As the seed develops, the walls of the ovary thicken and form the fruit. The seed forms in an ovary, which also enlarges as the seeds grow. In botany, a fertilized and fully grown, ripened ovary is a fruit. Many foods commonly called vegetables are actually fruit. Eggplants, zucchini, string beans, and bell peppers are all technically fruit because they contain seeds and are derived from the thick ovary tissue. Acorns are nuts, and winged maple whirligigs (whose botanical name is samara) are also fruit. Botanists classify fruit into more than two dozen different categories, only a few of which are actually fleshy and sweet.
Mature fruit can be fleshy or dry. Fleshy fruit include the familiar berries, peaches, apples, grapes, and tomatoes. Rice, wheat, and nuts are examples of dry fruit. Another distinction is that not all fruits are derived from the ovary. For instance, strawberries are derived from the receptacle and apples from the pericarp, or hypanthium. Some fruits are derived from separate ovaries in a single flower, such as the raspberry. Other fruits, such as the pineapple, form from clusters of flowers.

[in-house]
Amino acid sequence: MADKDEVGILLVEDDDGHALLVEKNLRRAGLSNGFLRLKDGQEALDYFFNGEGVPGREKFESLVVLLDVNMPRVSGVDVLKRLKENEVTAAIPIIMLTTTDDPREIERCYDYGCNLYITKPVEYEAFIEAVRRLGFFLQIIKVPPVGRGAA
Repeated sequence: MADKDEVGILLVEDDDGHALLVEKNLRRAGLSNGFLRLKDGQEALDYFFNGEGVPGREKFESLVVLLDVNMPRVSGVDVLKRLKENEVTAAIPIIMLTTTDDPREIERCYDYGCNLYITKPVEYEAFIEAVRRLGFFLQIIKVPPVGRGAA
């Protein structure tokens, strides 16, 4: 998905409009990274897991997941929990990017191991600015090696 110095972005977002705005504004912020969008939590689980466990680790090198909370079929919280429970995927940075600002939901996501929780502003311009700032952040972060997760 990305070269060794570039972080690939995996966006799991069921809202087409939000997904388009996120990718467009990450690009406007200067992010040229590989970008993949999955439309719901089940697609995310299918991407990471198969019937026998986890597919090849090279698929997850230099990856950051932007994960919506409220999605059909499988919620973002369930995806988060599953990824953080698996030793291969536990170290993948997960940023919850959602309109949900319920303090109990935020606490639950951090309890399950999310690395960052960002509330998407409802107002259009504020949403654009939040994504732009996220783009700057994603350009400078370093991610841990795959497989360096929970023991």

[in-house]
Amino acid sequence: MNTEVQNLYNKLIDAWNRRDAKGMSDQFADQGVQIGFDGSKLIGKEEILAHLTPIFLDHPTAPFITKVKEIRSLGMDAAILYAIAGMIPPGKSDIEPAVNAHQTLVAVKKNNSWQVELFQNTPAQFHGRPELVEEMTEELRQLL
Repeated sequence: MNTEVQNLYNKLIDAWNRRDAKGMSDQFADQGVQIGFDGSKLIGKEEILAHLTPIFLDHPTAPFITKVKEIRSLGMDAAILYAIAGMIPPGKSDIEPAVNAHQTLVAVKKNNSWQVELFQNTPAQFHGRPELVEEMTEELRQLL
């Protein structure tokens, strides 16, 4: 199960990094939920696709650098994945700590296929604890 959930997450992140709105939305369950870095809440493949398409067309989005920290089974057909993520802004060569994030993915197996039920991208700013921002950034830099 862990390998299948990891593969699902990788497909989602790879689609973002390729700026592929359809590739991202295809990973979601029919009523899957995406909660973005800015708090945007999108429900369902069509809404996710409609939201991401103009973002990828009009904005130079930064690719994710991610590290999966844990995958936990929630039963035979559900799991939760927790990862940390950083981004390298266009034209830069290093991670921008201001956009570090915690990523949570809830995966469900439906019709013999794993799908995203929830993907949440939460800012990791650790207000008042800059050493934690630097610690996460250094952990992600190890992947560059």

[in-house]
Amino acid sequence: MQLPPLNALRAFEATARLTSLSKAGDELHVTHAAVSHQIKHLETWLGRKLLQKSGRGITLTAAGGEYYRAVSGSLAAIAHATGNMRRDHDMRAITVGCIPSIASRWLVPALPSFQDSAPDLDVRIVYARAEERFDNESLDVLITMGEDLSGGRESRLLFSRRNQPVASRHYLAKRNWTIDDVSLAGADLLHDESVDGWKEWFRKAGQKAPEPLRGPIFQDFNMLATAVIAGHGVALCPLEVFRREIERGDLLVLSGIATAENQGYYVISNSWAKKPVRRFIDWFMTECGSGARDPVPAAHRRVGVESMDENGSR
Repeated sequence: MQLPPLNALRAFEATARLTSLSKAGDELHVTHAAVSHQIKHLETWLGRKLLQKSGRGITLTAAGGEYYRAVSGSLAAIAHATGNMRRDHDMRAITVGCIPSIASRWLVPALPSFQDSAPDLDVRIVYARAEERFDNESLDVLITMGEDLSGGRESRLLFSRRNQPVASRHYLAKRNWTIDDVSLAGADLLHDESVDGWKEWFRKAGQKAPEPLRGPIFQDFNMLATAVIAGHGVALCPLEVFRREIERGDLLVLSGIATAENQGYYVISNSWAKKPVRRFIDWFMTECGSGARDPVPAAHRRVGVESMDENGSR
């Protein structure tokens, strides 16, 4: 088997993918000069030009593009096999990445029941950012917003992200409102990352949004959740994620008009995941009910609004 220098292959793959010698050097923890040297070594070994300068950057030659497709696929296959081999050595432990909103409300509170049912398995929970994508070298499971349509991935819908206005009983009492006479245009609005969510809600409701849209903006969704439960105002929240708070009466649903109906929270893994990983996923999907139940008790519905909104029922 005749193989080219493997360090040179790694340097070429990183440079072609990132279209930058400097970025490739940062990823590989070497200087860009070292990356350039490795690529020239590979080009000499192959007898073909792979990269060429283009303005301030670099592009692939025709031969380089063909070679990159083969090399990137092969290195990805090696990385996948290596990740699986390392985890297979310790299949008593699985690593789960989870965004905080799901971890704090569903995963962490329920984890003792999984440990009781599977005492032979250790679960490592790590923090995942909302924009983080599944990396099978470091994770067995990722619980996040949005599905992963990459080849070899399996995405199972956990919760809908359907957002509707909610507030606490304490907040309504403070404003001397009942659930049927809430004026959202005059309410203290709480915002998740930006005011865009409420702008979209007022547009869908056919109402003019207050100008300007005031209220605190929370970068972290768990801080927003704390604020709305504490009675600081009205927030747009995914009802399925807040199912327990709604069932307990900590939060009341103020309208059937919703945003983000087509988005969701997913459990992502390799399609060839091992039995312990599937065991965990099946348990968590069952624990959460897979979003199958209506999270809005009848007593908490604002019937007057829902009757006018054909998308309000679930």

Additionally, some fruits, like watermelon and orange, have rinds. Regardless of how they are formed, fruits are an agent of seed dispersal. The variety of shapes and characteristics reflect the mode of dispersal. Wind carries the light dry fruit of trees and dandelions. Water transports floating coconuts. Some fruits attract herbivores with color or perfume, or as food. Once eaten, tough, undigested seeds are dispersed through the herbivore’s feces. Other fruits have burs and hooks to cling to fur and hitch rides on animals.